The Mona Lisa is perhaps the most famous painting in the world, one of the most recognised and copied.
It currently hangs in the Louvre, where it is believed that 80% of the 10.2 million visitors go specifically to view the masterpiece. Brewminate suggest it was painted sometime between 1503 and 1519, and it is Leonardo Da Vinci’s seminal work that set a standard for artists that have come since.
The perspective might not seem unique today, but it set a precedent that many portrait artists began to adopt. The sitter’s position mostly turns toward the viewer, which broke convention in Italian art at the time. Now, it is the most commonly used portrait profile, which only adds to the paintings allure and influence.
The identity of the subject is widely debated, with one theory being that it is a self-portrait, but with Da Vinci disguising himself as a woman. Another popular train of thought is that it is Lisa del Giocondo, the wife of the Florentine merchant Francesco di Bartolomeo del Giocondo. Sigmund Freud believed that the subject was in fact the artist’s mother, Caterina.
After emerging from his studio in 1519, the painting passed to King Francis I of France, in whose court Da Vinci spent the latter years of his life. For centuries, it remained in French palaces, on display only for kings and queens, but was claimed by the people during the French Revolution between 1787 and 1799. After a short stint on Napoleon’s bedroom wall, it found its way into the Louvre at the turn of the 19th century, where it has remained ever since.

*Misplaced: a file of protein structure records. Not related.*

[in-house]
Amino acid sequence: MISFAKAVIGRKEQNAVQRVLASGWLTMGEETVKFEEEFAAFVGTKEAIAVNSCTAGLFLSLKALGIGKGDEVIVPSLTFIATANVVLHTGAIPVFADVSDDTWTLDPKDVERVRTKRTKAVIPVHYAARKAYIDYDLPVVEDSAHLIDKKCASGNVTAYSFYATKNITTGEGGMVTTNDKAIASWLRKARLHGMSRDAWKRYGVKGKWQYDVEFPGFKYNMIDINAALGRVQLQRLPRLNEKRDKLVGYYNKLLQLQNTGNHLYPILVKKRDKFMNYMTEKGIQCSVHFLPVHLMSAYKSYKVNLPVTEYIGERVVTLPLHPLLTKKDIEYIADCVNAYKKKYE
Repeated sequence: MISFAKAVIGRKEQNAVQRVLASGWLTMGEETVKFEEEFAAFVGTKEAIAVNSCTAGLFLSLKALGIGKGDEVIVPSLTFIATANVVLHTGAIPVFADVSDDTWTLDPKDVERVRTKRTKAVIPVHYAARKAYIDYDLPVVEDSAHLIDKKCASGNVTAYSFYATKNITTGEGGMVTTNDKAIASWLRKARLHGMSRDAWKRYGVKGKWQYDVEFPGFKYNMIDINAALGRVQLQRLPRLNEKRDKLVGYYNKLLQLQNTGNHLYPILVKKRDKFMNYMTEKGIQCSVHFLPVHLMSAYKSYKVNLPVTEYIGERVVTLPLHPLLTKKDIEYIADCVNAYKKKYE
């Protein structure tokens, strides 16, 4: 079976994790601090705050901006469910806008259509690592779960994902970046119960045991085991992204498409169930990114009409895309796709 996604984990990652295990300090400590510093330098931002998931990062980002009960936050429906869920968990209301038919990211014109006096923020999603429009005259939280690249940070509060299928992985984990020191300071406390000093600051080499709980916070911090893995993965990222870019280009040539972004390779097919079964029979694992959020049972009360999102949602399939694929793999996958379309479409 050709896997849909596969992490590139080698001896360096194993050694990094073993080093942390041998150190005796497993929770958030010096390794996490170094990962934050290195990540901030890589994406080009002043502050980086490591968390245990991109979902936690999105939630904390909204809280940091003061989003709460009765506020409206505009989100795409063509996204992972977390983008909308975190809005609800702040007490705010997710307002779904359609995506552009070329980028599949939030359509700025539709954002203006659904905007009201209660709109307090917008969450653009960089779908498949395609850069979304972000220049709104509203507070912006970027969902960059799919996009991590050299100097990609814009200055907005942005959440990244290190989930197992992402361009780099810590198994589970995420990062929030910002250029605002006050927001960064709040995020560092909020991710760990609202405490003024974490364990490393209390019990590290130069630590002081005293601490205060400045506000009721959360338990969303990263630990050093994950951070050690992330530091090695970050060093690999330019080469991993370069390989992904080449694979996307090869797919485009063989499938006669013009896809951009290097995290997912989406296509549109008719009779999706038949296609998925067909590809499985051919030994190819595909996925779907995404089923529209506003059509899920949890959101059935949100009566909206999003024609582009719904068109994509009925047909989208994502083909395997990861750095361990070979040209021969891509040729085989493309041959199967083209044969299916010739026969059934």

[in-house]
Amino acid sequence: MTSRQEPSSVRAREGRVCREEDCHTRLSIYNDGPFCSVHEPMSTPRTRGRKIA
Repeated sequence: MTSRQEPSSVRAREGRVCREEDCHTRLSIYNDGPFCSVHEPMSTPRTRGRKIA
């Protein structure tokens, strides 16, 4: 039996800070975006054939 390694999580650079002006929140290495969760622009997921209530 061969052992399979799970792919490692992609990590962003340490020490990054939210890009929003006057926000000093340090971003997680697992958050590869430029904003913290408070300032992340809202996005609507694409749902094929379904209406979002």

Or rather, where it has almost remained ever since. In 1911, the painting was stolen from the gallery causing a media sensation. People even visited the gallery to see the space where the great masterpiece had once hung – such was the furore. The museum’s director of paintings resigned and some famous names were linked with the theft. The poet French poet Guillaume Apollinaire was arrested, as was Pablo Picasso. Gala Bingo explain how the famous surrealist was strongly suspected of stealing the Mona Lisa, but both were false leads which failed to result in the painting being returned.
Indeed, it was two years later that a Florence art dealer reported a man had tried to sell him the painting, leading to its discovery in a trunk belonging to Vincenzo Peruggia. He was arrested and imprisoned and the Mona Lisa went on a brief tour of Italy before returning home to France, where she has remained ever since.
During World War II, she went on another tour, this time of the French countryside. Having been singled out as the most-endangered piece of art in the Louvre, the painting was spirited away and hidden in various locations to prevent destruction or capture. In 1945 she adorned the walls of the Louvre once more, but has toured New York, Washington, Tokyo and Moscow in more recent times.
The painting has been analysed using modern techniques in recent years, revealing a sketch underneath which was likely used by Da Vinci to create the painting. Others believe there are two works of art under the Mona Lisa, both of which were unfinished.
The allure and attraction of the painting continues to thrill and excite today, and it is well worth a visit if you do intend to add the Louvre to your next Paris itinerary.